- Make edges thicker: Knives with thin edges are very sharp. Sometimes it’s better to sacrifice sharpness for safety. Making the edges of your knives a little thicker will make them more resistant to nicks.
- Knife storage: Keep your knives separate from other utensils. Occasional contact with other metals can easily nick particularly fragile knives.
You can prevent nicks by following these simple tips. Still, you can’t always prevent a nick. When it happens, follow our advice on how to fix the knife.
Frequently Asked Questions
Anyone who’s been around the kitchen knows about the nicks. Some people want to find more specific answers to their questions. Let’s look at the most common questions:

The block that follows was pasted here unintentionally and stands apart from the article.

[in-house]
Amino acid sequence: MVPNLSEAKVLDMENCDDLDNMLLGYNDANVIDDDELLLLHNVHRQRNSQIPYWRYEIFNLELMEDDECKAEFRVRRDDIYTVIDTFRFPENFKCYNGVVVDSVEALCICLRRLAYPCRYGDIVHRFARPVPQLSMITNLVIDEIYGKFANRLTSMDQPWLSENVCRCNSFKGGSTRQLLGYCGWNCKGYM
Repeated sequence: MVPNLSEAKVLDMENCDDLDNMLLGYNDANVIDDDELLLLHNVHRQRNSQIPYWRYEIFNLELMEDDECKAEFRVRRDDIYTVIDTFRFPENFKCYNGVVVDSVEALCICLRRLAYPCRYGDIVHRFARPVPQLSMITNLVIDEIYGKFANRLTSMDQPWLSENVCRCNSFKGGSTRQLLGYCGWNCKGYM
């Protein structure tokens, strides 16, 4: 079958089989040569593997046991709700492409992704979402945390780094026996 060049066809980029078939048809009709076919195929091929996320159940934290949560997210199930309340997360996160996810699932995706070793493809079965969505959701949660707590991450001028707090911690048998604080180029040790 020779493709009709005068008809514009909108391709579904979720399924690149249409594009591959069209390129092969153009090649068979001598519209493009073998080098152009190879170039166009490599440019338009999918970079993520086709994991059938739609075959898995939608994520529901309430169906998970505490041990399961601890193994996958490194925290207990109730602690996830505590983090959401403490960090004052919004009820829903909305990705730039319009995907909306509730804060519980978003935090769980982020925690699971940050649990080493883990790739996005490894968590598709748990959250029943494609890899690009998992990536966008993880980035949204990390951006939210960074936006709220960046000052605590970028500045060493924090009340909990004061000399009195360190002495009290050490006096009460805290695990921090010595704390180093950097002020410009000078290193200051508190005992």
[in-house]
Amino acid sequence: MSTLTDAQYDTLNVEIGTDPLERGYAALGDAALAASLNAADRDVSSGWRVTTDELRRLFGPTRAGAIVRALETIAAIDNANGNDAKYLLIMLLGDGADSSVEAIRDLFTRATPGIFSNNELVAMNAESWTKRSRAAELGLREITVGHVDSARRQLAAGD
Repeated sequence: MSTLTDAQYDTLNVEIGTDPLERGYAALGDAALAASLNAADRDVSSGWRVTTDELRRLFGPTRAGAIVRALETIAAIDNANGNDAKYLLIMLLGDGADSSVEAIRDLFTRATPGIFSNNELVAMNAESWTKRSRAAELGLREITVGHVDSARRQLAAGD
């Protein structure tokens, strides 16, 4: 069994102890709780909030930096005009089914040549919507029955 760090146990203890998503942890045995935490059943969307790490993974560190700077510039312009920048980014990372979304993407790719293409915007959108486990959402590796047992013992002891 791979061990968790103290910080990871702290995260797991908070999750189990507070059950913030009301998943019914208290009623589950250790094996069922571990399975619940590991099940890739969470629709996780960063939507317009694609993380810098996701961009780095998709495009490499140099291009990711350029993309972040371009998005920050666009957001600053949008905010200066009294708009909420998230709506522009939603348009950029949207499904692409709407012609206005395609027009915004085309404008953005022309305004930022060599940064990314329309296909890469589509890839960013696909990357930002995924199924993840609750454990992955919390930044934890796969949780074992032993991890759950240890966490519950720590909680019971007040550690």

What angle to sharpen knife for removing nicks?
Sharpening your knives at a 90-degree angle will effectively remove nicks on the edge.
What grit to sharpen knife for nick removal?
Any sharpening stone with a grit of under 1000 will be fine. Nick removal will go faster if you use stones with a lower grit.
Does honing steel sharpen knife?
Honing steel is not an alternative for sharpening stone, but it’s useful in many ways. It will realign the edge and improve the knife’s cutting quality.
Does leather sharpen knife?
You can’t sharpen a knife using leather alone. It can only refine and polish the surface of the blade.
how do you sharpen a serrated knife?
Each serration needs to be sharpened one at a time. Sharpening rods are the best solution for sharpening serrated knives.
Nicks can happen to everyone. Taking care of your knife goes a long way, but no one’s completely safe. When nicks do occur, stay calm and use the tips from this guide.
The knife won’t be as good as new, but it will be close. Our advice will help you restore flawless edges on your knife.